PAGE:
Thousands of fans — many in cosplay, practically all wearing masks — filled the Salt Palace Convention Center on Thursday, for the return of the FanX Salt Lake Comic Convention after a one-year absence caused by the COVID-19 pandemic.
Chris Provost, FanX’s longtime emcee for the Salt Palace’s Grand Ballroom, delivered his traditional opening dad-joke — “I dreamt I was a muffler in a car, and I woke up exhausted” — as he and other FanX staffers worked to make this convention feel as normal as possible.
“How many of you lied to your boss and told them you were working from home today?” Provost asked fans at Thursday’s first event in the ballroom. Provost then ran through the house rules, the first of which is to wear a mask at all times. The convention even has a slogan to encourage mask use: “Not all superheroes wear capes.”
The celebrities visiting Salt Lake City for the convention said they were happy to be back and seeing their fans.
Sam J. Jones, who played the title role in the 1980 science-fiction adventure “Flash Gordon,” said he has worked at some of the few conventions that ran during the pandemic — always complying with whatever safety rules they had in place. No matter what rules were in place, he said, the fans showed up.
“The passion of the fans is the most incredible thing I’ve ever experienced the last year and a half,” Jones said. “It’s unbelievable. Their yearning, their desire. They want to be out. They want community. They want fandom.”
Voice actor Bret Iwan, who performs Disney’s official voice of Mickey Mouse, said that he has attended a few conventions since the vaccine became available, and was heartened to see how fans adjust to COVID-19 protocols.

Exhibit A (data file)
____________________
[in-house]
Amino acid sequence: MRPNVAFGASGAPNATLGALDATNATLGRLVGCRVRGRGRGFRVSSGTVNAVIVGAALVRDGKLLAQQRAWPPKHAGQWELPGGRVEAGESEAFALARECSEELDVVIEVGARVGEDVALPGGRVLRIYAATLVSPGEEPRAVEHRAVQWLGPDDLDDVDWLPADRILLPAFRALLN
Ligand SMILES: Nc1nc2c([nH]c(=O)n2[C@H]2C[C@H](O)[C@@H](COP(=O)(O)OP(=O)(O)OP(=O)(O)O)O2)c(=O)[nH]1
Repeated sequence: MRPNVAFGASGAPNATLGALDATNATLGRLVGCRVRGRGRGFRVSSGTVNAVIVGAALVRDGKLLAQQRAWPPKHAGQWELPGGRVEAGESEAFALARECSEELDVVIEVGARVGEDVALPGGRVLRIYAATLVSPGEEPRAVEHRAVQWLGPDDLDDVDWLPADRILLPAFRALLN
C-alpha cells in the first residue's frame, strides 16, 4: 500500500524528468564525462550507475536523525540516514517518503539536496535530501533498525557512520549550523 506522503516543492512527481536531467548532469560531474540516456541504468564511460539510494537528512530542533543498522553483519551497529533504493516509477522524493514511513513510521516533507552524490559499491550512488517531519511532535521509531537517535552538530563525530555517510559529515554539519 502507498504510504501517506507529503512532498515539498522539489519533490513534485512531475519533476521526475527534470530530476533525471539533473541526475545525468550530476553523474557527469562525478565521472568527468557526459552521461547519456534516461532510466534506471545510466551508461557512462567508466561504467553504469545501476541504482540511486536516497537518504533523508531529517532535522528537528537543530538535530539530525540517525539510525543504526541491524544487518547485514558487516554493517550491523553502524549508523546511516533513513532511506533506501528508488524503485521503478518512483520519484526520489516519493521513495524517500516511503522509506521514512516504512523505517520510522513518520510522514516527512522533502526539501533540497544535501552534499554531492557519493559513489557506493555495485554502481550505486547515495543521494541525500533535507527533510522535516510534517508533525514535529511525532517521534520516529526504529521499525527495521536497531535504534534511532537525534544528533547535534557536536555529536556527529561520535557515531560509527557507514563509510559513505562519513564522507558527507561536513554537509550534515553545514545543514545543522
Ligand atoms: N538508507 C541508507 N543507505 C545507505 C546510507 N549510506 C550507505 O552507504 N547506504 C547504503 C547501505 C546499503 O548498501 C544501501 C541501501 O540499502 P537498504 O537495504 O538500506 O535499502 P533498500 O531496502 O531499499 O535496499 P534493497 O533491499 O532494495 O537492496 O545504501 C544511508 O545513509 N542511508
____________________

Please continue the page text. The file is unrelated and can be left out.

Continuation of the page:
“It’s just kind of great and comforting to see everyone’s willingness to act in the sense of the better safety overall,” Iwan said.
Fans inside the Salt Palace were prepared, some of them incorporating masks into their cosplay.
For Keith Snyder, a pharmacy technician from West Jordan, getting his Luke Skywalker flight-suit cosplay together wasn’t too hard — helmet, orange jumpsuit, and plastic items to simulate the computer panels on his chest. He made his own face mask, complete with the logo of the Rebel Alliance from the “Star Wars” franchise.
The only downside to wearing a mask, Snyder said, was “it kind of steams up the lenses on my goggles.”
Snyder, who said he’s fully vaccinated, is happy to be “just getting back into [the convention]. That year off was kind of bad.”
For Corbyn Mejia of Kearns, incorporating a safe mask wasn’t difficult, as he wears it under the body stocking — called a Morphsuit — over his head, and his costume mask no top of that. Mejia cosplayed as a bowler-topped character called The Wonder of U, from the Japanese manga “JoJo’s Bizarre Adventure.”
“It took a couple of tries to fit my actual COVID mask under [the costume mask],” Mejia said. “It keeps scrunching up.”
For Mejia, the appeal of going to the convention is “seeing the crowds of people similar to me. … Even with COVID, I just miss the bustle of it.”
Dan Farr, the co-founder of FanX, said he expects nearly as many people at the convention as would fill the Salt Palace before the pandemic.
“I don’t know that we’ll be up, but we won’t be significantly down,” Farr said before the convention started. “It’s going to be a big crowd.”
FanX announced on Sept. 2 that it would require all attendees — cosplayers, vendors, guests, artists and staff — to wear a snug-fitting mask while on the premises. Since the announcement, Farr said, only a few hundred people asked for refunds.
“We weren’t mandated by the state or the health department or anybody to do that,” Farr said. “We just felt that — in order to bring in an event like this, with this many people and do it responsibly — we needed to do it.”
Farr said none of the celebrities booked for FanX canceled because of the mask requirement — or because the event didn’t require proof of vaccination or negative COVID-19 tests, as some concert venues have done.